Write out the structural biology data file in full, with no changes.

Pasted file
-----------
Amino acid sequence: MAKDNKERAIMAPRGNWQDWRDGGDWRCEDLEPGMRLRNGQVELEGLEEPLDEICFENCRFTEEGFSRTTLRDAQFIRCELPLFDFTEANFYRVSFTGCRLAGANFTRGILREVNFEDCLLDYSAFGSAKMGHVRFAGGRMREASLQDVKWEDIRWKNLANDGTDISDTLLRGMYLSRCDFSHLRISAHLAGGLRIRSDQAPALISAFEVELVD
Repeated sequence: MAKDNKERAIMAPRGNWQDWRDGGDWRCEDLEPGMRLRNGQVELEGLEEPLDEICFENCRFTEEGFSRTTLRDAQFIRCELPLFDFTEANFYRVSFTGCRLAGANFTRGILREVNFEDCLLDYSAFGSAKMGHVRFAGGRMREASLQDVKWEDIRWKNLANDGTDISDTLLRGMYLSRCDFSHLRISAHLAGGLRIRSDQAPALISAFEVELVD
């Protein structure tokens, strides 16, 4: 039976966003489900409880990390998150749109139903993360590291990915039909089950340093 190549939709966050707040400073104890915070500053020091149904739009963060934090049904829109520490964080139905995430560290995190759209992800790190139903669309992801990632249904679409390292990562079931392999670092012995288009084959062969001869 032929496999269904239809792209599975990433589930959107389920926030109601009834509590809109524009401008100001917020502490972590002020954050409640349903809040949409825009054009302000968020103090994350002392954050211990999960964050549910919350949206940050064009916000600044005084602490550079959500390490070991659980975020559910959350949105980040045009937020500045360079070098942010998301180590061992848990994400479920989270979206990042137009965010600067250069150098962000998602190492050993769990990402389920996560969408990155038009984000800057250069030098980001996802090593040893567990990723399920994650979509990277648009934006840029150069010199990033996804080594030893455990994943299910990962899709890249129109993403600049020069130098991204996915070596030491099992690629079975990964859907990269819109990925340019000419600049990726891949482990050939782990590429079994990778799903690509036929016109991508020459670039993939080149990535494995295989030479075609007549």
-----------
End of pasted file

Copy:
Amino acid sequence: MAKDNKERAIMAPRGNWQDWRDGGDWRCEDLEPGMRLRNGQVELEGLEEPLDEICFENCRFTEEGFSRTTLRDAQFIRCELPLFDFTEANFYRVSFTGCRLAGANFTRGILREVNFEDCLLDYSAFGSAKMGHVRFAGGRMREASLQDVKWEDIRWKNLANDGTDISDTLLRGMYLSRCDFSHLRISAHLAGGLRIRSDQAPALISAFEVELVD
Repeated sequence: MAKDNKERAIMAPRGNWQDWRDGGDWRCEDLEPGMRLRNGQVELEGLEEPLDEICFENCRFTEEGFSRTTLRDAQFIRCELPLFDFTEANFYRVSFTGCRLAGANFTRGILREVNFEDCLLDYSAFGSAKMGHVRFAGGRMREASLQDVKWEDIRWKNLANDGTDISDTLLRGMYLSRCDFSHLRISAHLAGGLRIRSDQAPALISAFEVELVD
């Protein structure tokens, strides 16, 4: 039976966003489900409880990390998150749109139903993360590291990915039909089950340093 190549939709966050707040400073104890915070500053020091149904739009963060934090049904829109520490964080139905995430560290995190759209992800790190139903669309992801990632249904679409390292990562079931392999670092012995288009084959062969001869 032929496999269904239809792209599975990433589930959107389920926030109601009834509590809109524009401008100001917020502490972590002020954050409640349903809040949409825009054009302000968020103090994350002392954050211990999960964050549910919350949206940050064009916000600044005084602490550079959500390490070991659980975020559910959350949105980040045009937020500045360079070098942010998301180590061992848990994400479920989270979206990042137009965010600067250069150098962000998602190492050993769990990402389920996560969408990155038009984000800057250069030098980001996802090593040893567990990723399920994650979509990277648009934006840029150069010199990033996804080594030893455990994943299910990962899709890249129109993403600049020069130098991204996915070596030491099992690629079975990964859907990269819109990925340019000419600049990726891949482990050939782990590429079994990778799903690509036929016109991508020459670039993939080149990535494995295989030479075609007549």